Fighting abuse using covert video: A chat with Videre’s Oren Yakobovich

Videre's Oren Yakovobich holds one of the tiny video cameras they use to document human rights abuses. Credit: Gabriel Diamond, SKoll Foundation

For today’s Humanosphere podcast, we’re talking with Oren Yakobovich, CEO and co-founder of an organization based in London called Videre that trains and supports nearly 600 activists in the incredibly important but dangerous task of documenting and reporting on human rights violations, violence or other abuses perpetuated by those in power against vulnerable people and communities around the world.

The organization’s full name is Videre est Credere, Latin for ‘seeing is believing,’ and it works by secretly training and equipping activists with tiny video cameras, special phones and other digital technologies to record episodes of abuse by police, militias, government officials or others misusing their power. See that shirt button? It’s actually a tiny video camera. That innocuous-looking backpack? Also a recording device. Many of the video clips the public sees in the news media of illicit crackdowns or violent abuses are actually produced by Videre activists – usually with no credit due to the organization’s desire to protect its sources and keep a low profile.

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Humanosphere’s Tom Paulson interviewed Yakobovich, an Israeli who years ago was jailed for refusing, as a soldier, to follow orders during an enforcement action against Palestinians. Paulson met Yakobovich at the Skoll World Forum in Oxford this year. He and Videre, which was co-founded in 2008 with Israeli film director Uri Fruchtmann, were honored by the Skoll Foundation for their innovative and courageous work exposing human rights abuses. It’s an amazing story; as Paulson said: “Somebody ought to make a movie….”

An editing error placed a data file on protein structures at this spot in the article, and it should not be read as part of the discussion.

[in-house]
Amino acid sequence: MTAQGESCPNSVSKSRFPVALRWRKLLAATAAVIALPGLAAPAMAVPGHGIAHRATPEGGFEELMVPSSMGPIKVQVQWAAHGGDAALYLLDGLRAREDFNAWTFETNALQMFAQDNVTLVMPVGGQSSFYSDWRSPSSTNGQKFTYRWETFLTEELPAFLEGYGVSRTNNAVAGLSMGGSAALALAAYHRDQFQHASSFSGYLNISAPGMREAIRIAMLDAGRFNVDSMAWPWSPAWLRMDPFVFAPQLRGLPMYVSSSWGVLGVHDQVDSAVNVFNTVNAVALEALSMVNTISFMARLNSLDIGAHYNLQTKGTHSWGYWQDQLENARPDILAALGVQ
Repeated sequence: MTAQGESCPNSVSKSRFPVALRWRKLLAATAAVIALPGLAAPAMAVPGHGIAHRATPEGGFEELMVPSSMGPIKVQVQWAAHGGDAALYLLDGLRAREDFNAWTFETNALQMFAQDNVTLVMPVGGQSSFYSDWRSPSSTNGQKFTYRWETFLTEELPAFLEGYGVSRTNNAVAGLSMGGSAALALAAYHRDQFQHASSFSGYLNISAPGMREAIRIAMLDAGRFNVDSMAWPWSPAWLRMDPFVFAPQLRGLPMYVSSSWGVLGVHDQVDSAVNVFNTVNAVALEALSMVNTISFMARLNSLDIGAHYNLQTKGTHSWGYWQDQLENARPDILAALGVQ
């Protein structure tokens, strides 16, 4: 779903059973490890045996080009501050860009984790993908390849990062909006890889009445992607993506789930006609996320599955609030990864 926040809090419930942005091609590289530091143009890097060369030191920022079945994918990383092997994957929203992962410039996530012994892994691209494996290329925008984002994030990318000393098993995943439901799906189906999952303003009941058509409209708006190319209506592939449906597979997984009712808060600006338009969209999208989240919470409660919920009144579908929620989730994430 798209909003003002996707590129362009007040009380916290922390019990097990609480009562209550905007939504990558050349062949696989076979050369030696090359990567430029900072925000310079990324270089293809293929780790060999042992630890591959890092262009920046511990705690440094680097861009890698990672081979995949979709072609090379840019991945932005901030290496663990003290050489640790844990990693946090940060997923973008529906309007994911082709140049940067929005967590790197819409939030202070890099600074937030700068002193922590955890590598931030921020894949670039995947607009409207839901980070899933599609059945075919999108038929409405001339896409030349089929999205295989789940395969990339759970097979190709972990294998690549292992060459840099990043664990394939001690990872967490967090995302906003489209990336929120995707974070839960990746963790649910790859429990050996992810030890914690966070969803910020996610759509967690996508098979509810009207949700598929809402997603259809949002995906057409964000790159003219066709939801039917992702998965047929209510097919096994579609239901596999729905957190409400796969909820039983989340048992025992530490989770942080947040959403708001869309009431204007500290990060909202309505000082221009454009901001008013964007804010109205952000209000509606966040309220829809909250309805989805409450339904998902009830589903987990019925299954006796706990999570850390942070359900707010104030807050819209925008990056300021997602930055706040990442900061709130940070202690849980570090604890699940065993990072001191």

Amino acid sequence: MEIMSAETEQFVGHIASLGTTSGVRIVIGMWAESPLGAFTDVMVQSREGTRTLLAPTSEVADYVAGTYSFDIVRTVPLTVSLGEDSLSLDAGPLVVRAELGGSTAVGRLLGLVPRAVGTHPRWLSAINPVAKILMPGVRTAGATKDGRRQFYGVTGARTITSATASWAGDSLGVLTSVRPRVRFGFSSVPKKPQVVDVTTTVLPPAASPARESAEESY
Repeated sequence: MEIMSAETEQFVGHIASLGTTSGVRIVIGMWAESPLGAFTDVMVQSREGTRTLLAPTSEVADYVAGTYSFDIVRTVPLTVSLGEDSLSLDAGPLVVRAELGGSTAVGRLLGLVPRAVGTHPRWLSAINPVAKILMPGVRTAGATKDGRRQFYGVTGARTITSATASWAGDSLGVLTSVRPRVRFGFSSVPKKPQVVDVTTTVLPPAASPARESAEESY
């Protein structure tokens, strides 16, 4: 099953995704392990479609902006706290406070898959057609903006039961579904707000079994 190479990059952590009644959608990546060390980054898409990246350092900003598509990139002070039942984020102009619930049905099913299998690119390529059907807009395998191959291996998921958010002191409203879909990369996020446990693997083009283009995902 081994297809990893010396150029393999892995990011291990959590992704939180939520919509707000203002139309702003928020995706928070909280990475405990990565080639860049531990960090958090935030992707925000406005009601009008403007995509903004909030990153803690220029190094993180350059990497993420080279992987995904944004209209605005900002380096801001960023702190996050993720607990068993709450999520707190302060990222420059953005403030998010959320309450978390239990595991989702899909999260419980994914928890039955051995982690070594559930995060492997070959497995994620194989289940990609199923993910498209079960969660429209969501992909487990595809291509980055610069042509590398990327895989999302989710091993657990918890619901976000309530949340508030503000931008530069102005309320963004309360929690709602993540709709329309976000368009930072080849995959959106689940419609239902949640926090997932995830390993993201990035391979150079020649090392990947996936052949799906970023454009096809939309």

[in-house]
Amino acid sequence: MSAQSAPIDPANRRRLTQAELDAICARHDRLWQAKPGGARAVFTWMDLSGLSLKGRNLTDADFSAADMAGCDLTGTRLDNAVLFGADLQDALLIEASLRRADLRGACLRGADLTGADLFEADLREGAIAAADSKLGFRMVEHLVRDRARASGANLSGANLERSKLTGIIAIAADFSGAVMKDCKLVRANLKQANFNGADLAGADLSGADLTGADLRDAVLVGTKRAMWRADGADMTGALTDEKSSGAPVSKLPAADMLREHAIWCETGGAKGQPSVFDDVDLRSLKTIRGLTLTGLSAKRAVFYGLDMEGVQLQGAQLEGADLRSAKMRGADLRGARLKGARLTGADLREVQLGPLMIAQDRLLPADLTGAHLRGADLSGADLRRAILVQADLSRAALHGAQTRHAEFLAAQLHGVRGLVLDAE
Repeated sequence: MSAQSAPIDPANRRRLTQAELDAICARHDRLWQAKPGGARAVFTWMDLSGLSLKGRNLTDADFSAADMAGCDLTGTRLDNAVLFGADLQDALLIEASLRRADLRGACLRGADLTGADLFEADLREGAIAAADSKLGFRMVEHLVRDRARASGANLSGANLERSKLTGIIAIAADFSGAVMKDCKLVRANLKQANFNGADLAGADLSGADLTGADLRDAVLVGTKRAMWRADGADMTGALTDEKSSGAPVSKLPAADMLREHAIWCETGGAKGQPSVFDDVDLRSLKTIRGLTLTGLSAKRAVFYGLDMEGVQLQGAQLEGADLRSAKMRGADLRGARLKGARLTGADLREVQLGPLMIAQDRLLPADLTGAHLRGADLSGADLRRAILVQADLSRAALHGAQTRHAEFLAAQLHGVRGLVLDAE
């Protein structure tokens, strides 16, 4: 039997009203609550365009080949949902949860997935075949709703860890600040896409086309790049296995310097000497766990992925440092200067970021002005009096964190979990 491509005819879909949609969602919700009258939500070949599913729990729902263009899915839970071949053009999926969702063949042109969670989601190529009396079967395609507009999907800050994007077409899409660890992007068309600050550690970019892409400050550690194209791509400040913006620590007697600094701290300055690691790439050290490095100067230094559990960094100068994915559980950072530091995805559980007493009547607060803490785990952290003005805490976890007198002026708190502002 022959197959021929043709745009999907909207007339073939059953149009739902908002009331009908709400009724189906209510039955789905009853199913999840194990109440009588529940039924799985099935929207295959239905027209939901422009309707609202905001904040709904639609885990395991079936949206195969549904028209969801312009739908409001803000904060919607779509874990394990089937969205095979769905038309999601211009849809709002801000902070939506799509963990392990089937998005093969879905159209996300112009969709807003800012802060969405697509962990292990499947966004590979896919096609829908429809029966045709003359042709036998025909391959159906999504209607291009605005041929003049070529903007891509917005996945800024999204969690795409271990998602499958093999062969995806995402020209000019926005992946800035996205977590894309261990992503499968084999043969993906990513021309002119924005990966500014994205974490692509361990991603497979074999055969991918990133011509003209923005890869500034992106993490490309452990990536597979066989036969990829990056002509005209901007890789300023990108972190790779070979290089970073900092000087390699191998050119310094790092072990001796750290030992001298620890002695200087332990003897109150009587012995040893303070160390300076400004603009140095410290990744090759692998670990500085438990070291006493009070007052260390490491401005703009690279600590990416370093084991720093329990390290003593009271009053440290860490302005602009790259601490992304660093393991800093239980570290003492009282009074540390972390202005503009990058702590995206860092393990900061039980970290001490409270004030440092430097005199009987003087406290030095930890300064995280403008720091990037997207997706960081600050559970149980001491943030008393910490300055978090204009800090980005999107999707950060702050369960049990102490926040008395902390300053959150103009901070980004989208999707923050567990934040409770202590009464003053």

As always, before we talk to Yakobovich, Paulson and I talk over some of the news highlights in the Humanosphere beginning with the use of a new vaccine against dengue (aka ‘breakbone fever”) which is rapidly spreading worldwide thanks to the same species of mosquito that carries Zika and Chikungunya. Humanosphere’s Lisa Nikolau notes that some are questioning whether this vaccine – which seems to work best against mild dengue only – may not be the best strategy for curbing this disease. Paulson added that recent findings indicating antibodies to dengue may actually increase the risk of Zika infection only add to the need to consider the pros and cons of this new vaccine.

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We also note Tom Murphy’s report on USAID suspending tens of millions of dollars in aid funding to Syrian refugees due to reports of corruption such as kickback payments, bid-rigging and bribery. As the story says, the problem stems in part from the chaotic nature of trying to assist Syrians, with many NGOs hiring independent contractors or vendors to carry out the work on the ground. We also note the threat of another worsening refugee crisis, for mostly Somalis in Dadaab, as the Kenyan government says it intends to close what has become the world’s largest refugee encampment that has existed for decades.

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About Author

Imana Gunawan

Imana Gunawan is Humanosphere's social media manager and podcast producer. A University of Washington graduate in journalism and dance, Imana's interests include underrepresented communities, the intersection between politics and culture, global-local issues and the arts. She can be reached at @imanafg on Twitter or imana@humanosphere.org